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India is a country of close knitted families and having a lot of reasons to celebrate owing to its diversified culture, customs and religion. Numerous occasions arise where gifts are exchanged. In fact gifting each other is a symbol of love and affection and can also be a symbol of social status. However, many a times gifts can also be a part of tax planning / tax evasion. While tax planning done within the framework of law is permissible, tax evasion is prohibited and can be penalised.
The Government introduced gift tax in April 1958 regulated by Gift Tax Act, 1958 (The GTA) with an objective to impose taxes on giving and receiving gifts under certain specific circumstances. Gifts in the form of cash, demand draft, bank cheques or anything having a value were covered. However, the GTA was abolished in October 1998 and made all gifts tax free. But, Gift Tax was reintroduced in a new form and included in the Income tax provisions in 2004.
It is highly important to have a basic understanding of taxation on gifts in India to avoid any ignorant /unplanned tax outflow.
As per the law as it stands today which was amended in 2017, gift received by any person by any person or persons are taxed in the hands of recipient under the head ‘Income from other sources’ at normal tax rates. We have discussed below what kind of gifts are covered and its quantum to be taxed.
The provisions relating to gift tax have been dealt with under Section 56(2)(x) of the Income-tax Act, 1961. These provisions have been briefly captured in the form of the table below:
|Kind of gift covered||Monetary threshold||Quantum taxable|
|Any sum of money without consideration||Sum > 50,000||Entire sum of money received|
|Any immovable property such as land, building etc without consideration||Stamp duty value* > Rs 50,000||Stamp duty value of the property|
|Any immovable property for inadequate consideration||Stamp duty value* exceeds consideration by > Rs 50,000||Stamp duty value Minus consideration
Example 1:Stamp duty value Rs 2,00,000 Consideration Rs 75,000.Taxable amount is Rs 1.25 lakhs (stamp duty value exceeds consideration by > Rs 50,000)
In Example 1, if consideration is Rs 1,60,000, taxable gift is is Nil as stamp duty value does not exceed consideration by > Rs 50,000
|Any property (jewellery, shares, drawings etc) other than immovable property without consideration||Fair market value *(FMV) > Rs 50,000||FMV of such property|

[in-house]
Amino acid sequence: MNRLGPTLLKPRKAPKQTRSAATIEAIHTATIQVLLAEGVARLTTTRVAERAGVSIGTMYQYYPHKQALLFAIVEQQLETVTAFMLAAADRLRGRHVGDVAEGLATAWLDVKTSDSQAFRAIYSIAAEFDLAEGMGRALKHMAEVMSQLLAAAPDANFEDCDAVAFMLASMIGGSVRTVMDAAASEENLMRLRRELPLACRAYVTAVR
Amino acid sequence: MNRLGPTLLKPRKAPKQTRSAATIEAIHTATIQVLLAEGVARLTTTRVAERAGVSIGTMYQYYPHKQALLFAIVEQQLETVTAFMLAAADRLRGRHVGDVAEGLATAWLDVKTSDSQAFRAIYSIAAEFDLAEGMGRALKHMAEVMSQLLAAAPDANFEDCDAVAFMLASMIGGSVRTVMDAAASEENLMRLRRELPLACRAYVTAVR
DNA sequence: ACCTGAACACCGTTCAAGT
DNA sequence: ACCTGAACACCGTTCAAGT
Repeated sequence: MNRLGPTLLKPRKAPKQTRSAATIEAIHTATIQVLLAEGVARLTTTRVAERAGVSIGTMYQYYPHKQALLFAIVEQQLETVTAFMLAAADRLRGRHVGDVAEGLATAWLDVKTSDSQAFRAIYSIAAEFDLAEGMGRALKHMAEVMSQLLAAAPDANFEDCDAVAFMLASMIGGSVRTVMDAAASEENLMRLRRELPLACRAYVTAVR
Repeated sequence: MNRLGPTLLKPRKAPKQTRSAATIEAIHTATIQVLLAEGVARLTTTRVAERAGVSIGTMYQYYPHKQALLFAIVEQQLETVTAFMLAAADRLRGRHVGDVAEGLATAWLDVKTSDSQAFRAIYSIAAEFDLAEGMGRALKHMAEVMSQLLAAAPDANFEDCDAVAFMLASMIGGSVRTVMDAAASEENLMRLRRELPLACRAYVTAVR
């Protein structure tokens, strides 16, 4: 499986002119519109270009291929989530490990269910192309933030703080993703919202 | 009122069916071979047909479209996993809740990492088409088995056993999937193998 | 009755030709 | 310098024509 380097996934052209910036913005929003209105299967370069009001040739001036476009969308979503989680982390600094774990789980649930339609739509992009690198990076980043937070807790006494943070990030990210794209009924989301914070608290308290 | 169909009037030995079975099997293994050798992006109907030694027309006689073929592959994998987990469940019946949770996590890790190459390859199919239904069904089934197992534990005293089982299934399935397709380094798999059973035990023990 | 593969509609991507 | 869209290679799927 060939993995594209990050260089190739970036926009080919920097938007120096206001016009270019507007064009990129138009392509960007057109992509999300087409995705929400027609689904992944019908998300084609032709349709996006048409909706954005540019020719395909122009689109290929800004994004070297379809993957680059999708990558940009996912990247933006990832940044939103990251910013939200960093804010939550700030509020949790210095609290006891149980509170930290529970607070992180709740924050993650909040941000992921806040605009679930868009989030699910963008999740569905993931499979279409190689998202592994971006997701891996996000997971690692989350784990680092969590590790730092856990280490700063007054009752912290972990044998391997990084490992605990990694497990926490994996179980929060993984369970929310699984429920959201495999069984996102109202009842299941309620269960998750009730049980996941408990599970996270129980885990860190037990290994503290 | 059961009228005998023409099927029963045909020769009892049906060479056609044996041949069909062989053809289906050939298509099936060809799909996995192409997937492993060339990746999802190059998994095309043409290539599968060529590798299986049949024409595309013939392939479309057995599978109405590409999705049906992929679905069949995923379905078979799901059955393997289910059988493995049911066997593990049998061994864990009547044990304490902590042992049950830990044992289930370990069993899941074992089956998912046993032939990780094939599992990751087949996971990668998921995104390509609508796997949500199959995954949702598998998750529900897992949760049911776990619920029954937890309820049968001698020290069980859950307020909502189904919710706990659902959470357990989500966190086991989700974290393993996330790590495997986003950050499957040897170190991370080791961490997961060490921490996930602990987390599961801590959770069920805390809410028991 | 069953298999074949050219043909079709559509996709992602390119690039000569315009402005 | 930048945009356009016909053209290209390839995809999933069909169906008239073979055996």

|Any property other than immovable property for a consideration||FMV exceeds consideration by > Rs 50,000||FMV Minus consideration (Same example in case of immovable property can be referred)|
*Value adopted by stamp duty authority for the purpose of stamp duty
Provisions relating to considering the stamp duty value is similar to the provisions as per Section 50C. We have discussed the provision for the purpose of gift tax in brief below:
For the purpose of computing gift tax in case of immovable property, stamp duty value is what needs to be considered. However, stamp duty value can be higher due to varied reasons and one of such reason can be considerable time gap between agreement fixing the consideration and date of registration. Therefore, for the purpose of gift tax, stamp duty value as on the date of agreement fixing the consideration need to be considered if the following conditions are satisfied:
Further, in case the taxpayer has questioned or disputed the stamp duty value adopted by stamp duty valuation authority as per Section 50C, tax officer is required to refer the valuation to a valuation officer (VO) and the VO is required to call for records and give an opportunity of being heard to taxpayer and pass an order in writing of value he has arrived. For the purpose of gift tax, lower of stamp duty value or value arrived by VO is required to be adopted.
As mentioned above, certain specified gifts received by any person from any person/persons attracts gift tax. However, here are some exceptions to this.
|Category of donee(recipient of gift)||Category of donor||Occasion covered|
(It may be relevant to note here that while gift from defined relative is not taxable for donee, income from such gifts may in some cases taxable in the hands of donor itself - Example clubbing provisions, deemed owner concept in house property etc)
|Relative - spouse, brother and sister of self and spouse, brother or sister of parents or parents in law, any lineal ascendant or descendant of self or spouse, spouse of any of the relatives mentioned here.||NA|
|Individual||Any person||Marriage of Individual|
|Any person||Any person||Under a will or by way of inheritance|
|Any person||Individual||In contemplation of death of donor or payer|
|Any person||Local authority - Panchayat, Municipality, Municipal Committee and District Board, Cantonment Board||NA|
|Any person||from any fund or foundation or university or other educational institution or hospital or other medical institution or any trust or institution referred to Section 10(23C)||NA|
|Any person||Any charitable or religious trust registered under section 12A or section 12AA||NA|
|Any fund or trust or institution or any university or other educational institution or any hospital or other medical institution established for charitable/religious/educational /philanthropic purpose and approved by the prescribed authority. [Refer Section 10(23C) (iv) (v) (vi) and (via)]||Any person||NA|
|Members of HUF||HUF||Any distribution of capital assets on total or partial partition of a HUF|
|Trust created or established solely for the benefit of relative of the Individual||Individual||NA|
Due to extensive tax planning using gifts, gifts in India generally fall under the scrutiny of the tax department, especially if the quantum is huge. Hence, it may be advisable to maintain documentation to establish genuineness of gift received and sufficient source of funds with the donor to justify the gift.